Why are standards important to our economy?

Georges: "Without standards, you simply cannot bring new products to the (international) market. Standardization is pro-competitive. Thanks to standards, we have an abundance of quality and safe products and services at a competitive price."

How do you think the NBN should face the future?

Georges: "I think the NBN should work especially on the user-friendliness of standards. Even smaller companies, individuals and consumers should be able to read them and thus work according to best practices. That is why it is important that they are written in a clear, understandable language. We also need to make our Belgian voice even better heard internationally. Fortunately, we are already well on our way."

As of 2020, Dominique Du Tré became the new chairman of the board of directors.

Dominique Du Tré

She has now been working in the federation field for 29 years. First in the agricultural machinery federation, then in the technology industry federation Agoria. From her various positions, she often came into contact with national, European and international standards. Within Agoria, she became responsible for the regulatory and standardization entity and thus got to know NBN. Today she is responsible for the entity of experts that provides services to members. When Agoria became a sector operator with the NBN, Dominique took a seat on the board of directors of the NBN. To eventually become president of this board in 2020.

What are your future plans with the NBN?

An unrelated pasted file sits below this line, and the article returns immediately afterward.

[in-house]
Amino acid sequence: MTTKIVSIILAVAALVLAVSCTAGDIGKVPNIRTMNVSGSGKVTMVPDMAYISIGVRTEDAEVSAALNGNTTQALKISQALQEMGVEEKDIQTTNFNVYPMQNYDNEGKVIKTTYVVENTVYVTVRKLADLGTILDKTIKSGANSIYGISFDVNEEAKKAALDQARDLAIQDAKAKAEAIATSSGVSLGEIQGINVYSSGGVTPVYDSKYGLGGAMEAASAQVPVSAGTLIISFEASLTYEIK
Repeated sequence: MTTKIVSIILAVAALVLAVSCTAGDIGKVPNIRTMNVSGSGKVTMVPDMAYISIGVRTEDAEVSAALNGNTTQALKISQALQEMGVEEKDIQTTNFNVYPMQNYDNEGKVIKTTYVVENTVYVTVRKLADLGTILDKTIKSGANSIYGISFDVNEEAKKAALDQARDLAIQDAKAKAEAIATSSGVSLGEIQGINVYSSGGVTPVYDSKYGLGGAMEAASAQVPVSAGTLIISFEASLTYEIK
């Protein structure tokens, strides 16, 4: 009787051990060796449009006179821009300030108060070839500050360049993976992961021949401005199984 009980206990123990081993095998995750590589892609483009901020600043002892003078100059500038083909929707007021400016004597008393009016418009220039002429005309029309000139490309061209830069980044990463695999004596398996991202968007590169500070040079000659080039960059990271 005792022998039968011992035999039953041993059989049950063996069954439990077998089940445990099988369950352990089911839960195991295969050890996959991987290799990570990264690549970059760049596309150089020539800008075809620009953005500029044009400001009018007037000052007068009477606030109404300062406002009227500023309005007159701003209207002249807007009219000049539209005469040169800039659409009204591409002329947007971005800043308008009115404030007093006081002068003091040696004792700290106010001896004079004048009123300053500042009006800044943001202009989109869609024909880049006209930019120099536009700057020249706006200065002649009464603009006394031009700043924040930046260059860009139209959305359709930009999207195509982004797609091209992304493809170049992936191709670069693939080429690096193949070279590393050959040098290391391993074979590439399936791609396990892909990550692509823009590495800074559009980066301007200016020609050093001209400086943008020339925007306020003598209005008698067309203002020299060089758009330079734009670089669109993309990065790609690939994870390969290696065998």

Dominique: "Together with Johan and his team, I still want to realize some projects. We try to involve ourselves more and more internationally in the standardization process. In the meantime, Johan is part of ISO's governing body. It is important to be closely involved in the international governance model of standardization. Moreover, NBN's future plans are in line with the priorities proposed by European Commissioner Thierry Breton in February 2022 in her new European standardization strategy.

The NBN is becoming a much more dynamic Organisation and is shaking off its corny image. We want to make it as easy as possible for the end user to find standards so that they are actually used. Because that is ultimately the goal: for standards to permeate our society.

In education, therefore, there is still much work to do to make standards and standardization more widely known. Students are the standards users and standards writers of tomorrow. The generational shift among standardization experts must be facilitated.

Top priority for NBN remains sensitizing all stakeholders, attracting experts and then guiding them through the standardization process. At the end of the road, everyone should know what standards are, what their added value is and why standardization is so important."

Thank you for your interest!
The link to the white paper on standards for SMEs has been sent to your email address.
You can also download it immediately below.
Oops! Something went wrong while submitting the form.

Related articles

See all articles
Arrow pointing right